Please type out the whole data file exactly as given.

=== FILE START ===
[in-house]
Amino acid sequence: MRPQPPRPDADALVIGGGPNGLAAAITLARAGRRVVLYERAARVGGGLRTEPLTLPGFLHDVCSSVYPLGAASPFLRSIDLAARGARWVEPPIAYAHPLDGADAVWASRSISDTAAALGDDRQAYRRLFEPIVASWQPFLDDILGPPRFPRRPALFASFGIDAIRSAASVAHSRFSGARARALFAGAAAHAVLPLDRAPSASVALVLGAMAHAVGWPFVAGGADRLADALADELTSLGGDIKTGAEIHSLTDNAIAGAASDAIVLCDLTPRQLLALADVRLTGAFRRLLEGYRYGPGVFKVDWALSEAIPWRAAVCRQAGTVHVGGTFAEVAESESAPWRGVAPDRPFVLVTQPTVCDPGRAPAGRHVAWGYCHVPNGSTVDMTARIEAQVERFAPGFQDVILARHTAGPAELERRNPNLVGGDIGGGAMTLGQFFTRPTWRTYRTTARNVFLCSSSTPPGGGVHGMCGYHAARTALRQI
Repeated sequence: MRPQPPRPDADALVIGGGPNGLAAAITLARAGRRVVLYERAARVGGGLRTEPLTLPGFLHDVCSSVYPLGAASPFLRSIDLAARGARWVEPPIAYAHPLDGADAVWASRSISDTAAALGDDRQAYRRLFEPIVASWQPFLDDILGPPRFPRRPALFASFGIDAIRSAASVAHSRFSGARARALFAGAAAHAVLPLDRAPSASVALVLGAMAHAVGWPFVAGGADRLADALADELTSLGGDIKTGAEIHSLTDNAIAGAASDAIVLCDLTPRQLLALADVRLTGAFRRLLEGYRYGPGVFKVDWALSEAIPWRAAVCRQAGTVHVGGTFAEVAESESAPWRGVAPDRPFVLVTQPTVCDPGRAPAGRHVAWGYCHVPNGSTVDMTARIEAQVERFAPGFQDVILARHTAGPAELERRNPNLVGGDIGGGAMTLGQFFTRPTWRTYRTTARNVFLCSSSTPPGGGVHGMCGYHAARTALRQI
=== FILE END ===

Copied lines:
[in-house]
Amino acid sequence: MRPQPPRPDADALVIGGGPNGLAAAITLARAGRRVVLYERAARVGGGLRTEPLTLPGFLHDVCSSVYPLGAASPFLRSIDLAARGARWVEPPIAYAHPLDGADAVWASRSISDTAAALGDDRQAYRRLFEPIVASWQPFLDDILGPPRFPRRPALFASFGIDAIRSAASVAHSRFSGARARALFAGAAAHAVLPLDRAPSASVALVLGAMAHAVGWPFVAGGADRLADALADELTSLGGDIKTGAEIHSLTDNAIAGAASDAIVLCDLTPRQLLALADVRLTGAFRRLLEGYRYGPGVFKVDWALSEAIPWRAAVCRQAGTVHVGGTFAEVAESESAPWRGVAPDRPFVLVTQPTVCDPGRAPAGRHVAWGYCHVPNGSTVDMTARIEAQVERFAPGFQDVILARHTAGPAELERRNPNLVGGDIGGGAMTLGQFFTRPTWRTYRTTARNVFLCSSSTPPGGGVHGMCGYHAARTALRQI
Repeated sequence: MRPQPPRPDADALVIGGGPNGLAAAITLARAGRRVVLYERAARVGGGLRTEPLTLPGFLHDVCSSVYPLGAASPFLRSIDLAARGARWVEPPIAYAHPLDGADAVWASRSISDTAAALGDDRQAYRRLFEPIVASWQPFLDDILGPPRFPRRPALFASFGIDAIRSAASVAHSRFSGARARALFAGAAAHAVLPLDRAPSASVALVLGAMAHAVGWPFVAGGADRLADALADELTSLGGDIKTGAEIHSLTDNAIAGAASDAIVLCDLTPRQLLALADVRLTGAFRRLLEGYRYGPGVFKVDWALSEAIPWRAAVCRQAGTVHVGGTFAEVAESESAPWRGVAPDRPFVLVTQPTVCDPGRAPAGRHVAWGYCHVPNGSTVDMTARIEAQVERFAPGFQDVILARHTAGPAELERRNPNLVGGDIGGGAMTLGQFFTRPTWRTYRTTARNVFLCSSSTPPGGGVHGMCGYHAARTALRQI